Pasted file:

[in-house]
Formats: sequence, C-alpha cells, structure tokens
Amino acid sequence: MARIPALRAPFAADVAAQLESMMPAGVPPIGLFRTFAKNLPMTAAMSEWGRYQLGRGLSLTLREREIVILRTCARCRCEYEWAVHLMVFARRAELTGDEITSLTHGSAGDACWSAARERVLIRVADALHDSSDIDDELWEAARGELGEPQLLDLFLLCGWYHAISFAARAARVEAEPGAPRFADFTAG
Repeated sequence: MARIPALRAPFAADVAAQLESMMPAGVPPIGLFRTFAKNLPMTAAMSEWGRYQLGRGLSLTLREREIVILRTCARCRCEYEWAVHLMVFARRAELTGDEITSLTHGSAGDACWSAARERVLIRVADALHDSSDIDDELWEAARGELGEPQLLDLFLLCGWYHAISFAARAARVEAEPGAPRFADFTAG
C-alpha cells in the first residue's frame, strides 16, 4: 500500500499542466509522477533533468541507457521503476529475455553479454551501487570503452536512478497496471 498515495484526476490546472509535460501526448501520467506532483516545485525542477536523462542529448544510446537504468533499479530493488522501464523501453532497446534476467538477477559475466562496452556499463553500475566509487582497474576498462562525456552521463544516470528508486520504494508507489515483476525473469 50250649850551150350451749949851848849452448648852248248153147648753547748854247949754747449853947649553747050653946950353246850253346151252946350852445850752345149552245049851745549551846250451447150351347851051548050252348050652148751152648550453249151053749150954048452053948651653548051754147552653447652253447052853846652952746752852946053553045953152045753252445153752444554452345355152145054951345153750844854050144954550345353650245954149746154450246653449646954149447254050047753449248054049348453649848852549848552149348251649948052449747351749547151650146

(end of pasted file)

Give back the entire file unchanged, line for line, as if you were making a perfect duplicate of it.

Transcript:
[in-house]
Formats: sequence, C-alpha cells, structure tokens
Amino acid sequence: MARIPALRAPFAADVAAQLESMMPAGVPPIGLFRTFAKNLPMTAAMSEWGRYQLGRGLSLTLREREIVILRTCARCRCEYEWAVHLMVFARRAELTGDEITSLTHGSAGDACWSAARERVLIRVADALHDSSDIDDELWEAARGELGEPQLLDLFLLCGWYHAISFAARAARVEAEPGAPRFADFTAG
Repeated sequence: MARIPALRAPFAADVAAQLESMMPAGVPPIGLFRTFAKNLPMTAAMSEWGRYQLGRGLSLTLREREIVILRTCARCRCEYEWAVHLMVFARRAELTGDEITSLTHGSAGDACWSAARERVLIRVADALHDSSDIDDELWEAARGELGEPQLLDLFLLCGWYHAISFAARAARVEAEPGAPRFADFTAG
C-alpha cells in the first residue's frame, strides 16, 4: 500500500499542466509522477533533468541507457521503476529475455553479454551501487570503452536512478497496471 498515495484526476490546472509535460501526448501520467506532483516545485525542477536523462542529448544510446537504468533499479530493488522501464523501453532497446534476467538477477559475466562496452556499463553500475566509487582497474576498462562525456552521463544516470528508486520504494508507489515483476525473469 50250649850551150350451749949851848849452448648852248248153147648753547748854247949754747449853947649553747050653946950353246850253346151252946350852445850752345149552245049851745549551846250451447150351347851051548050252348050652148751152648550453249151053749150954048452053948651653548051754147552653447652253447052853846652952746752852946053553045953152045753252445153752444554452345355152145054951345153750844854050144954550345353650245954149746154450246653449646954149447254050047753449248054049348453649848852549848552149348251649948052449747351749547151650146